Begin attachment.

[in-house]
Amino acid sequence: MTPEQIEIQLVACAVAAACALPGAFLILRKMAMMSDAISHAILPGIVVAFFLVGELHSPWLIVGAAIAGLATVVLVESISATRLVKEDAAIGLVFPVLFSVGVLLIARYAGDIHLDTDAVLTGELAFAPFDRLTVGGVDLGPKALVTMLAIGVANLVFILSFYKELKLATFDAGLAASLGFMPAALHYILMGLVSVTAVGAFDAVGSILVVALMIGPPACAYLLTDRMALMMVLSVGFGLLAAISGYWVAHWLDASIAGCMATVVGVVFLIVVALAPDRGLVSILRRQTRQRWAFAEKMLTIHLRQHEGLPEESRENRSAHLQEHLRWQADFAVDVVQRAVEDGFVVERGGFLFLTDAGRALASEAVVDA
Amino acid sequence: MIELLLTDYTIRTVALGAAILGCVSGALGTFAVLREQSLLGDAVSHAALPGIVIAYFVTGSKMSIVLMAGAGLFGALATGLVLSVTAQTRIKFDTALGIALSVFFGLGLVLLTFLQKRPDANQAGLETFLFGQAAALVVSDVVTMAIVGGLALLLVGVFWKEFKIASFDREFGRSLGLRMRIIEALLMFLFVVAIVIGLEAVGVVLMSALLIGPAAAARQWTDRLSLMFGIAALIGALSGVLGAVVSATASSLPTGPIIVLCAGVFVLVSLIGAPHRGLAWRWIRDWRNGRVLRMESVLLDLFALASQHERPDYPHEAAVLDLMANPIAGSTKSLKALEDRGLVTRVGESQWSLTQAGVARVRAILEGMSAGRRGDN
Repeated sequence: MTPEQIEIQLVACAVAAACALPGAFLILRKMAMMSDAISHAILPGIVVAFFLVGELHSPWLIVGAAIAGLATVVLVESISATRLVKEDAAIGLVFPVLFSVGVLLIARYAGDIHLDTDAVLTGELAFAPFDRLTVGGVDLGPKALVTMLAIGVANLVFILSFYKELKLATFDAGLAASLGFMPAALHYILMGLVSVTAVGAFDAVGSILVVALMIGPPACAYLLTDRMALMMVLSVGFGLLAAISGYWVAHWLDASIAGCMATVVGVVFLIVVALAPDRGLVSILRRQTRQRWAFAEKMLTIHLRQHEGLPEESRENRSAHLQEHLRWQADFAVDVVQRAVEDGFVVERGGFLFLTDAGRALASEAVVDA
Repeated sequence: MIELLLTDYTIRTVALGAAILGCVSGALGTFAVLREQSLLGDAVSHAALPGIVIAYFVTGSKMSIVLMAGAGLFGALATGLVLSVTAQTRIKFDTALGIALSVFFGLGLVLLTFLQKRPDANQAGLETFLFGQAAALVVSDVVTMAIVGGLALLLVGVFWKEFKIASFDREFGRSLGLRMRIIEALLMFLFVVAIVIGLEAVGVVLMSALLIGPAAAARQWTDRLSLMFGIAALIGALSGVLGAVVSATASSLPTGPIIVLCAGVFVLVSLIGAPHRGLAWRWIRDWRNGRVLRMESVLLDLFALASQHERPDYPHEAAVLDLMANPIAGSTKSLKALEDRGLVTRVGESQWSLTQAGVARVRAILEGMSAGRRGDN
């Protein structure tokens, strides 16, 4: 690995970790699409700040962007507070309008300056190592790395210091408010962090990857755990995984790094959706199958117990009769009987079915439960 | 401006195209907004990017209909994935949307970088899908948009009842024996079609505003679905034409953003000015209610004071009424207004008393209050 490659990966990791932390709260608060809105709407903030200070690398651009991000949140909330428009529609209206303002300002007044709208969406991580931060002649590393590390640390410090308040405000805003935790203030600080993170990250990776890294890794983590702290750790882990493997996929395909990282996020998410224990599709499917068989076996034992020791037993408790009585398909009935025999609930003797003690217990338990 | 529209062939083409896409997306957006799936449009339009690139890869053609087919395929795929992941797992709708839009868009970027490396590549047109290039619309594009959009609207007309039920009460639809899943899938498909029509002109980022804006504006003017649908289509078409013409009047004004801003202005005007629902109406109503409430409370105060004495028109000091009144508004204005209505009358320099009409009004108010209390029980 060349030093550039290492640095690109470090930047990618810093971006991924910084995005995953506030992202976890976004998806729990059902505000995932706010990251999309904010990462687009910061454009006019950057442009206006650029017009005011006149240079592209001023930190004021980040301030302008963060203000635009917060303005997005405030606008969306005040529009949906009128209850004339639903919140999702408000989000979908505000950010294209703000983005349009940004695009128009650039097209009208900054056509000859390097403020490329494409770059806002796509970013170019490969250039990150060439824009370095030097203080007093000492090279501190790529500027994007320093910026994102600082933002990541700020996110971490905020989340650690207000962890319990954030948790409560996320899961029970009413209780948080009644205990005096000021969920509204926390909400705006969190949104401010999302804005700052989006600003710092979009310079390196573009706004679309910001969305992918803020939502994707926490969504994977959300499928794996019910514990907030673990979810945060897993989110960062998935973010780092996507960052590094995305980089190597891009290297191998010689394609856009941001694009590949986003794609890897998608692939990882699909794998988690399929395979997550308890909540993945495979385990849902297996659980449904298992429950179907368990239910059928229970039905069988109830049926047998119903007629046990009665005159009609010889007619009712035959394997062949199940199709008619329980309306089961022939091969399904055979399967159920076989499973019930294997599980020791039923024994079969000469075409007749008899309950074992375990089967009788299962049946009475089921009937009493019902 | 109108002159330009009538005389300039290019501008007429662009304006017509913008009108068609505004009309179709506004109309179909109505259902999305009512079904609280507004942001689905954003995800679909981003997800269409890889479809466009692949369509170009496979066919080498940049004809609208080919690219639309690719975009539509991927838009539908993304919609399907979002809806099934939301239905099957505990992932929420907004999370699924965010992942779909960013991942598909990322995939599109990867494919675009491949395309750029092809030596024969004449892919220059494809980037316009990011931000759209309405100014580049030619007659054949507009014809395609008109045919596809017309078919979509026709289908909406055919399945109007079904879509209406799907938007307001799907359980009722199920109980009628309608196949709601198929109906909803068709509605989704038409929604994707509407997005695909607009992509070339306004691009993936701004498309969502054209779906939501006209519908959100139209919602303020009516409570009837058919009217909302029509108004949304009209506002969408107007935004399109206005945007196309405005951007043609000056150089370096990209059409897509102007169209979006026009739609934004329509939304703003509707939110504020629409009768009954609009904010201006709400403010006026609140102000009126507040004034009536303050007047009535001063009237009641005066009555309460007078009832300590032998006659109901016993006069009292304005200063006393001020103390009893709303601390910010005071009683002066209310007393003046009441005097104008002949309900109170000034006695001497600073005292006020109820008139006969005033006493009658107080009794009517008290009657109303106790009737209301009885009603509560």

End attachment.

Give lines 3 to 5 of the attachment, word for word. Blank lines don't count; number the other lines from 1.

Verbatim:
Amino acid sequence: MIELLLTDYTIRTVALGAAILGCVSGALGTFAVLREQSLLGDAVSHAALPGIVIAYFVTGSKMSIVLMAGAGLFGALATGLVLSVTAQTRIKFDTALGIALSVFFGLGLVLLTFLQKRPDANQAGLETFLFGQAAALVVSDVVTMAIVGGLALLLVGVFWKEFKIASFDREFGRSLGLRMRIIEALLMFLFVVAIVIGLEAVGVVLMSALLIGPAAAARQWTDRLSLMFGIAALIGALSGVLGAVVSATASSLPTGPIIVLCAGVFVLVSLIGAPHRGLAWRWIRDWRNGRVLRMESVLLDLFALASQHERPDYPHEAAVLDLMANPIAGSTKSLKALEDRGLVTRVGESQWSLTQAGVARVRAILEGMSAGRRGDN
Repeated sequence: MTPEQIEIQLVACAVAAACALPGAFLILRKMAMMSDAISHAILPGIVVAFFLVGELHSPWLIVGAAIAGLATVVLVESISATRLVKEDAAIGLVFPVLFSVGVLLIARYAGDIHLDTDAVLTGELAFAPFDRLTVGGVDLGPKALVTMLAIGVANLVFILSFYKELKLATFDAGLAASLGFMPAALHYILMGLVSVTAVGAFDAVGSILVVALMIGPPACAYLLTDRMALMMVLSVGFGLLAAISGYWVAHWLDASIAGCMATVVGVVFLIVVALAPDRGLVSILRRQTRQRWAFAEKMLTIHLRQHEGLPEESRENRSAHLQEHLRWQADFAVDVVQRAVEDGFVVERGGFLFLTDAGRALASEAVVDA
Repeated sequence: MIELLLTDYTIRTVALGAAILGCVSGALGTFAVLREQSLLGDAVSHAALPGIVIAYFVTGSKMSIVLMAGAGLFGALATGLVLSVTAQTRIKFDTALGIALSVFFGLGLVLLTFLQKRPDANQAGLETFLFGQAAALVVSDVVTMAIVGGLALLLVGVFWKEFKIASFDREFGRSLGLRMRIIEALLMFLFVVAIVIGLEAVGVVLMSALLIGPAAAARQWTDRLSLMFGIAALIGALSGVLGAVVSATASSLPTGPIIVLCAGVFVLVSLIGAPHRGLAWRWIRDWRNGRVLRMESVLLDLFALASQHERPDYPHEAAVLDLMANPIAGSTKSLKALEDRGLVTRVGESQWSLTQAGVARVRAILEGMSAGRRGDN